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Spa-Francorchamps

GrandPrix Circuit Belgium 2006.png
Circuit de Spa-Francorchamps
Location Spa, Belgium
Events Formula One; Spa 24 Hours; 1000km Spa; GP2; F3; DTM
Length km 6.968
Length mi 4.333
Turns 21
Record time 1'45.108
Record driver Kimi Räikkönen
Record team McLaren Mercedes
Record year 2004
The old version of the circuit used between 1957 and 1978.

The Circuit de Spa-Francorchamps is the famous venue of the Formula One Belgian Grand Prix and the Spa 24 Hours endurance race. It is considered to be one of the most challenging race tracks in the world, mainly due to its fast, hilly and twisty nature. The circuit features one of the most famous and dangerous sections of any racing track in the world, the Eau Rouge complex. Spa is a favourite circuit of many racing drivers and fans.

The track

The triangle

Designed by Jules de Their and Henri Langlois Van Ophem, the original 15 km (9.3 mile) triangle shaped- course used public roads between the Belgian towns of Francorchamps, Malmedy and Stavelot. The Belgian Grand Prix was held at Spa-Francorchamps for the first time in 1924.

Back then, the Belgians took pride in having a very fast circuit, and to improve average speeds, the former slow uphill U-turn at the bottom of the Eau Rouge creek valley, called the Ancient Douane, was cut short with a faster sweep straight up the hill, called the Raidillon. Until 2000, it was possible to travel over the race track when it was still a public road. At Eau Rouge, southbound traffic was allowed to use the famous uphill corner, while the opposite downhill traffic had to use the old road and U-turn behind the grand stands, rejoining the race track at the bottom of Eau Rouge.

The old race track continued after Les Combes towards Burnenville, passing this village in a fast right hand sweep. Near Malmedy, the Masta straight begins, which is only interrupted by the fast Masta Kink between farm houses before arriving at the village of Stavelot. Here used to be a sharp turn in the village itself, which was bypassed by a quicker, banked right hand corner. Another fast section of road in the forest leads to Blanchimont. Here, the new short Grand Prix track of 1979 joins the old layout, which was boycotted by F1 in 1968 for the first time.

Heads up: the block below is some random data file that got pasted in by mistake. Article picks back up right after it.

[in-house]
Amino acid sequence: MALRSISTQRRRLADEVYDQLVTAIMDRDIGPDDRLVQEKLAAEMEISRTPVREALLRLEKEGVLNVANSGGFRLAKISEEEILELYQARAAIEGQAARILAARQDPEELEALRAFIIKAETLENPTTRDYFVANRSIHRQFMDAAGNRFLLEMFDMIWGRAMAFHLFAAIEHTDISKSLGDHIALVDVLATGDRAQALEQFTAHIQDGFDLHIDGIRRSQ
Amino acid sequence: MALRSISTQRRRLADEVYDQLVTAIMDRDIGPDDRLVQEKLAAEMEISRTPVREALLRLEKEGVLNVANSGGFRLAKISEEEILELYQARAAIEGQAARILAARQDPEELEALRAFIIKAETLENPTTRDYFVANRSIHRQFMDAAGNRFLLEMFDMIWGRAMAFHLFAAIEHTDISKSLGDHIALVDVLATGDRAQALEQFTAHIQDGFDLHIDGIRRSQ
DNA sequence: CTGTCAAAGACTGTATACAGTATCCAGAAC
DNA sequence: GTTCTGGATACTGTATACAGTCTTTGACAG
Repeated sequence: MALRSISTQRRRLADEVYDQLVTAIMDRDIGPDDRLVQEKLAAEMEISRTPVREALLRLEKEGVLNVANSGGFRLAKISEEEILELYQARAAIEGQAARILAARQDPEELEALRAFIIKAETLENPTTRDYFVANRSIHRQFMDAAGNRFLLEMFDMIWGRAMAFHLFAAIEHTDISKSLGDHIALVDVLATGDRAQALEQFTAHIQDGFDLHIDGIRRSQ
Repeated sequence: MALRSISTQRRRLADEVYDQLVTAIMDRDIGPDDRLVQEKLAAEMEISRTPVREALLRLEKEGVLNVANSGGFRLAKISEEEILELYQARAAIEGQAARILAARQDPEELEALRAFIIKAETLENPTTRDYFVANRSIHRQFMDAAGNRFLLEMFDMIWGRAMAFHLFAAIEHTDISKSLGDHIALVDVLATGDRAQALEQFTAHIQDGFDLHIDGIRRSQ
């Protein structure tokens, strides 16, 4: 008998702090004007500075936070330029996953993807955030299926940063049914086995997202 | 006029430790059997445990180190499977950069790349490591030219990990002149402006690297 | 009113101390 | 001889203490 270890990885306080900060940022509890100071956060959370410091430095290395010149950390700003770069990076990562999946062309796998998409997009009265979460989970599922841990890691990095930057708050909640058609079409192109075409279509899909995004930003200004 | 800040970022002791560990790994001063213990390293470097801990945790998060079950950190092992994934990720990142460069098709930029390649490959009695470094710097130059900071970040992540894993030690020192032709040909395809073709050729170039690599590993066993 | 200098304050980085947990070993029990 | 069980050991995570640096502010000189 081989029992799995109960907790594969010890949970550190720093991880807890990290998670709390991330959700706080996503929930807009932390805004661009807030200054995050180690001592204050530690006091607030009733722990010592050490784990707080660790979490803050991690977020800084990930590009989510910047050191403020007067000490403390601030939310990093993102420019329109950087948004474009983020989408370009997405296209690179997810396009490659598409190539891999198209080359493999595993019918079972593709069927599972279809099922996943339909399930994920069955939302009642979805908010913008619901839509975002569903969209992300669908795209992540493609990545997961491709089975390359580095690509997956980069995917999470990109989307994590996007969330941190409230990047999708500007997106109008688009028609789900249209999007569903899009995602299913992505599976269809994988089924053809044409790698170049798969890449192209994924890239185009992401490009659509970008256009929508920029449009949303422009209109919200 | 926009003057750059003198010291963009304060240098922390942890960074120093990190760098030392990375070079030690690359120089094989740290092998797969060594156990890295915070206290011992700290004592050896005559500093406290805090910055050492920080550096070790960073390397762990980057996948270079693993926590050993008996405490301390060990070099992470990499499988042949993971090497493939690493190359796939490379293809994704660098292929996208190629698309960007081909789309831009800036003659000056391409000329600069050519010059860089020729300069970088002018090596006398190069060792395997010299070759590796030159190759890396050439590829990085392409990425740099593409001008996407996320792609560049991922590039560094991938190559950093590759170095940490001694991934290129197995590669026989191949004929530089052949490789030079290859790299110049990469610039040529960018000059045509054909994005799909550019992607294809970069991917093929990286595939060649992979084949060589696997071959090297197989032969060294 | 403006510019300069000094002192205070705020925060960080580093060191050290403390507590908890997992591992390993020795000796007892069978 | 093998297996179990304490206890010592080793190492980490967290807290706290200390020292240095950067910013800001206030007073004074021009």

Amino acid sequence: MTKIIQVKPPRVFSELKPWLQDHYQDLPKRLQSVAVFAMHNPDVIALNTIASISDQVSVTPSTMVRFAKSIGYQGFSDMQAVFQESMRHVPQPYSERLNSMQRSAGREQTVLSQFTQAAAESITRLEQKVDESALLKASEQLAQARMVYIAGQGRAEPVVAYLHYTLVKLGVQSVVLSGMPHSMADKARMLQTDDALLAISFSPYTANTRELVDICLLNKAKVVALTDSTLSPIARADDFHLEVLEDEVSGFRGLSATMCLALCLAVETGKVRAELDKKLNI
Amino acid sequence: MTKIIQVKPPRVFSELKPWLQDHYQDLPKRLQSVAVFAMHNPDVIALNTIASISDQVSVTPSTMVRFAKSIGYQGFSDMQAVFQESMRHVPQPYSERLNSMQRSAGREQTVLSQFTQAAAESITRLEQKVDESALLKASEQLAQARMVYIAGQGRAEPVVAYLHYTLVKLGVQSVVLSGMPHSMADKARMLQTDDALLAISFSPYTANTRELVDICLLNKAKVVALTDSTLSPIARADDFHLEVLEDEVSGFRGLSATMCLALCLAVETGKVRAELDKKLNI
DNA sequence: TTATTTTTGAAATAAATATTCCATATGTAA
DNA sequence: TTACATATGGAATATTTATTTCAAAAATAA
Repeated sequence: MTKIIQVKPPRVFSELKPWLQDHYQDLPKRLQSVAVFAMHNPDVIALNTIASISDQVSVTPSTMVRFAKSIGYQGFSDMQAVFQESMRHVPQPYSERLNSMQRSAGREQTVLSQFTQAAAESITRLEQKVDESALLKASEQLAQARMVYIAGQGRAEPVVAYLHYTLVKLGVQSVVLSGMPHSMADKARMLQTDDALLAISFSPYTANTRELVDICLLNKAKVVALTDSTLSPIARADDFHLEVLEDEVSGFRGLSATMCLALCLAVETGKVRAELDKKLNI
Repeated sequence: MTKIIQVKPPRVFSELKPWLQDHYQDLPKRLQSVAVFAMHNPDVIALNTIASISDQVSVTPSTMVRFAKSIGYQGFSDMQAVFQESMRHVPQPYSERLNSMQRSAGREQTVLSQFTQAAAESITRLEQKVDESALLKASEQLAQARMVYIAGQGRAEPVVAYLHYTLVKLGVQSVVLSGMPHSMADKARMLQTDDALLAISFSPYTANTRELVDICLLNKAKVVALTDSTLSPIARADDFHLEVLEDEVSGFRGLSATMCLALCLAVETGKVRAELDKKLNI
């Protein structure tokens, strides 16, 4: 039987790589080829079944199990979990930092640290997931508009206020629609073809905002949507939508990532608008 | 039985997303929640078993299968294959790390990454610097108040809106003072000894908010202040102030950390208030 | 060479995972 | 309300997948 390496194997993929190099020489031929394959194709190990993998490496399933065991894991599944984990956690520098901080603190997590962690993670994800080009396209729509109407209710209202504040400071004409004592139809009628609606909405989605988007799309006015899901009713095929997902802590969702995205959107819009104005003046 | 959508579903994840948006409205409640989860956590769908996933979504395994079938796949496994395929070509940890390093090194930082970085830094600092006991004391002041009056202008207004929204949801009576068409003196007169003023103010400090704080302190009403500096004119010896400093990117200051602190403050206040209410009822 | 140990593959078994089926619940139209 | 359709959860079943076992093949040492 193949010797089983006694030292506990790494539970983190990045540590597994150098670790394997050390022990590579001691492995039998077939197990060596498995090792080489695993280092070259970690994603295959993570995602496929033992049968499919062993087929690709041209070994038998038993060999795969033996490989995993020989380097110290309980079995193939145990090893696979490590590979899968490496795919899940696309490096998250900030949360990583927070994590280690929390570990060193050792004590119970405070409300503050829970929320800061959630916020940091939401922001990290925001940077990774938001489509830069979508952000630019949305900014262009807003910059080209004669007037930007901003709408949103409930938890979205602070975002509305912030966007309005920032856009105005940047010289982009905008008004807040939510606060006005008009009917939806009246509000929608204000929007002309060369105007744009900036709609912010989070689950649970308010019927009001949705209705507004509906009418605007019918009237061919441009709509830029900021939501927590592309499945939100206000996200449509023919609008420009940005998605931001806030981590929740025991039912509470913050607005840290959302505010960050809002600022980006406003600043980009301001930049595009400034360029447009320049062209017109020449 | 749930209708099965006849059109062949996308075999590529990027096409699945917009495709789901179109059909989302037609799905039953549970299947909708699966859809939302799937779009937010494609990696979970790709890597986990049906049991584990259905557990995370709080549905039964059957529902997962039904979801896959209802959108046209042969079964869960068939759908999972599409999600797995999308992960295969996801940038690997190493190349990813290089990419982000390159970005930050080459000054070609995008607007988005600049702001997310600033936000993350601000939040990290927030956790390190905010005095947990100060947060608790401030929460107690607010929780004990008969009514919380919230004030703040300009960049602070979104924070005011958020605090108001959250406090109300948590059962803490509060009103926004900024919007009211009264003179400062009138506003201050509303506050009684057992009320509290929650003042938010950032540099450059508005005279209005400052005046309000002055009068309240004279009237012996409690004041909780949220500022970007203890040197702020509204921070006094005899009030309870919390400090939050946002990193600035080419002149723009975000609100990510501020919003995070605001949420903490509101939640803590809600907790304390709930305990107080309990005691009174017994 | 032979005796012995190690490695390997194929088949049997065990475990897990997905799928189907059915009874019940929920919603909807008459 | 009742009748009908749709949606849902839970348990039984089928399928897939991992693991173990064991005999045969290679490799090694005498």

New layout

Over the years, the Spa course has been modified several times and today it has been shortened to 6.9 km (4.3 miles) and is a fast and hilly route through the Ardennes where speeds in excess of 330 km/h can be reached. Since inception, the place has been famous for its unpredictable weather. Frequently drivers confront a part of the course that is clear and bright while another stretch is rainy and slippery.

Drivers and fans alike love races at Spa-Francorchamps. A dull race at Spa is very rare, and most drivers today say that the course is one of the two most challenging race tracks in the world (alongside Japan's Suzuka Circuit).

The circuit probably demonstrates the importance of driver skill more than any other in the world. This is largely due to the Eau Rouge and Blanchimont corners.

Eau Rouge

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The "raidillon" in the Eau Rouge valley

The most famous part of the circuit is the Eau Rouge / Raidillon combination. Having negotiated the La Source hairpin, drivers race down a straight before being launched steeply uphill into a sweeping left-right-left collection of corners (the first of which is the actual Eau Rouge bend, the rest of the climb being called Raidillon) with a blind summit. The challenge for drivers has always been to take Eau Rouge-Raidillon flat out, at speeds exceeding 300km/h. However, this is now considered rather normal thanks to modifications made to the circuit, and the high downforce of modern Formula One cars. Still, a loss of control in this section often leads to very heavy shunt as usually the rear-end of the car is lost and the impact is most of the times lateral.

Recent turmoil

Due to the introduction of a new legislatory order in Europe, new bans in tobacco advertising have been imposed and as of special case the Formula 1 is facing a major threat regarding this point. Due to this political and legislatorial circumstances the Grand Prix in this circuit was left out of the 2003 calendar as a response to the internal tobacco legislation in Belgium. The event was tagged as a World Class event within the national senate thus it was saved for the 2004 Formula One season. The section known as the Bus Stop chicane was reprofiled for 2004 with an additional sweep to the right. Some wondered whether it was possible to overtake at the new chicane, but in racing conditions it proved possible but difficult.

Spa was dropped from Formula 1 calendar in 2006. The organiser of the event went bankrupt in late 2005, and therefore the planned improvements of the race track and the paddock have not been made. The Wallonia government has stepped in and provided the necessary funds, but too late for the 2006 race to take place. The renovation will start on November 6 and will finish in 6 months time, costing around €18,85 million. [1]

The FIA has announced that the race on the track of Spa-Francorchamps is back on the 2007 Formula 1 calendar, with once again a slightly changed track layout. The Bus Stop chicane towards the end of the lap will move back towards Blanchimont and the La Source hairpin will move forwards more, to allow more space for the new pit/paddock complex. This will mean a longer start/finish straight.

See also

External links



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